Mildew tends to thrive in acidic environments, according to PLOS Pathogens. Ammonia, being alkaline, creates an unfavorable environment for the growth and survival of mildew. This alteration in pH disrupts the conditions conducive to mildew development, hindering its ability to spread. Ammonia can also penetrate porous surfaces, making it effective for cleaning and disinfecting areas where mildew might be deeply rooted. This ensures that it not only addresses the visible signs of mildew, but also targets any spores that might remain.
However, while ammonia proves to be a formidable ally, safety is paramount during its application. Adequate ventilation is essential, as the fumes can be strong. To strike the right balance between efficacy and safety, diluting ammonia with water in a well-ventilated area before application is recommended.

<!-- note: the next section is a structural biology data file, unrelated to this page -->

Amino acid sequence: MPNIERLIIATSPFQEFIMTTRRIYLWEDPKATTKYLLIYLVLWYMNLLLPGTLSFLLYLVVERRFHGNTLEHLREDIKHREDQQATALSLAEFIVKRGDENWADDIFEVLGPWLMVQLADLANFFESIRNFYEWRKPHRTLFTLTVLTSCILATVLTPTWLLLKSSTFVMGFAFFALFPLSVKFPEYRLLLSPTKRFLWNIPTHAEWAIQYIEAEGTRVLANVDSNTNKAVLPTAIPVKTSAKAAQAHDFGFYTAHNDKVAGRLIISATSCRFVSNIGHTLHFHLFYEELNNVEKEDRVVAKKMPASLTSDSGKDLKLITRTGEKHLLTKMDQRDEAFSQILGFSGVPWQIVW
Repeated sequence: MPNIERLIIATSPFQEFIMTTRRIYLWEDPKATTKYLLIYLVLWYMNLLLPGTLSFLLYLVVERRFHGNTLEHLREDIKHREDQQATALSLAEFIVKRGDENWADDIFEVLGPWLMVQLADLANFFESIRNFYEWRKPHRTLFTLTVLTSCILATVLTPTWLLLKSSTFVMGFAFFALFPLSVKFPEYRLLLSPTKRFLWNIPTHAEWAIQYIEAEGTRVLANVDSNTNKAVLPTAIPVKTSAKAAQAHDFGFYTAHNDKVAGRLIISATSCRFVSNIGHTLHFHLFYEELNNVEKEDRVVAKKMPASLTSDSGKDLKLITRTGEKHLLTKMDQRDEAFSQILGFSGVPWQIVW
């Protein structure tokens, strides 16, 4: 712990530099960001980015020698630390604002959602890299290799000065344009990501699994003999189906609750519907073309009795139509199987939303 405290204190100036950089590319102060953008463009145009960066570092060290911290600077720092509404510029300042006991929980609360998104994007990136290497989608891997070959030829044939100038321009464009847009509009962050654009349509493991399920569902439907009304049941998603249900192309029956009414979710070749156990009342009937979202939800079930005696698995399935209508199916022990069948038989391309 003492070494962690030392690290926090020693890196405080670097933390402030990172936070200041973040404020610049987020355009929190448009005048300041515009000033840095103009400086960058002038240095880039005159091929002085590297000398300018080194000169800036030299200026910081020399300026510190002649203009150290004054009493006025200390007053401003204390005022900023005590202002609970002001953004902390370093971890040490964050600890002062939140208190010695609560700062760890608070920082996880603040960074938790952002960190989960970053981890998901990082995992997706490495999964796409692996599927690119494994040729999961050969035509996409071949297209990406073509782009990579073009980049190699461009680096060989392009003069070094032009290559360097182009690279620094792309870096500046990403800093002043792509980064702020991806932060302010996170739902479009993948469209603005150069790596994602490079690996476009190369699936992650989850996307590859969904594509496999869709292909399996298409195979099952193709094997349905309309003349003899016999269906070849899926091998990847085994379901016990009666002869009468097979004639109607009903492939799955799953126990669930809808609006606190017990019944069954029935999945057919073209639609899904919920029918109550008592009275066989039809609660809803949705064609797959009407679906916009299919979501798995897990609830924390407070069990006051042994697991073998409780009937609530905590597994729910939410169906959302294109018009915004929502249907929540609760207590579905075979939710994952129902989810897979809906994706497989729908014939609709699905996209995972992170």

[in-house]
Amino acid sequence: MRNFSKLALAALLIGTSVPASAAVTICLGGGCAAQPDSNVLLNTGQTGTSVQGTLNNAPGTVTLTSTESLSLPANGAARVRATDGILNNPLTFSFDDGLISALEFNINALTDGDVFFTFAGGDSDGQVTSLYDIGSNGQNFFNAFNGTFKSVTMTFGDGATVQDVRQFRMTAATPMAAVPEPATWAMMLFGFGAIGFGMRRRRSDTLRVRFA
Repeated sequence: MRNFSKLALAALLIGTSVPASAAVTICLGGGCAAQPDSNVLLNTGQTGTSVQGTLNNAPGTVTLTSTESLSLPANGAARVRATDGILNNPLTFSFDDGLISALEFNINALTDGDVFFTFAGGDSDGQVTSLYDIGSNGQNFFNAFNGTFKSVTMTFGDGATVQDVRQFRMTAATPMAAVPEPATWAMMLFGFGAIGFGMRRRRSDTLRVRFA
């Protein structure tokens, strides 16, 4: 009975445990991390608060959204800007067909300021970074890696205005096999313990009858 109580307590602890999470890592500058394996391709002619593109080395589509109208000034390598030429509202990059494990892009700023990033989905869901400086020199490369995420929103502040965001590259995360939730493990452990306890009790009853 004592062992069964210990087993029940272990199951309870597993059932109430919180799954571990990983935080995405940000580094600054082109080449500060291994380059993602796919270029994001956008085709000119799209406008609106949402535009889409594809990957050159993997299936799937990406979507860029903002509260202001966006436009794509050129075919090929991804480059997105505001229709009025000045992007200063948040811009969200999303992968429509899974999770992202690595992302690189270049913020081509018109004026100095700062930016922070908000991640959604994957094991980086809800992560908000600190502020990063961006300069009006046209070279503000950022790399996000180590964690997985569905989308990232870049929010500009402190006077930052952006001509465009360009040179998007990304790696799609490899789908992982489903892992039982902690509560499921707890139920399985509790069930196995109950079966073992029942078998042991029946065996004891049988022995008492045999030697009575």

When applying ammonia, consider using a sponge or cloth to ensure even distribution across affected surfaces. Allowing the solution to sit before gently scrubbing enhances its effectiveness. Incorporating ammonia into a regular cleaning routine serves as a proactive measure, preventing mildew from making an unwelcome comeback. Never mix ammonia with bleach, as the chemical reaction that occurs releases chloramine vapors and, in some cases, lethal chlorine gas. This poses severe health risks, including respiratory problems and eye irritation. It is crucial to use these cleaners separately in well-ventilated spaces to ensure safety during cleaning routines.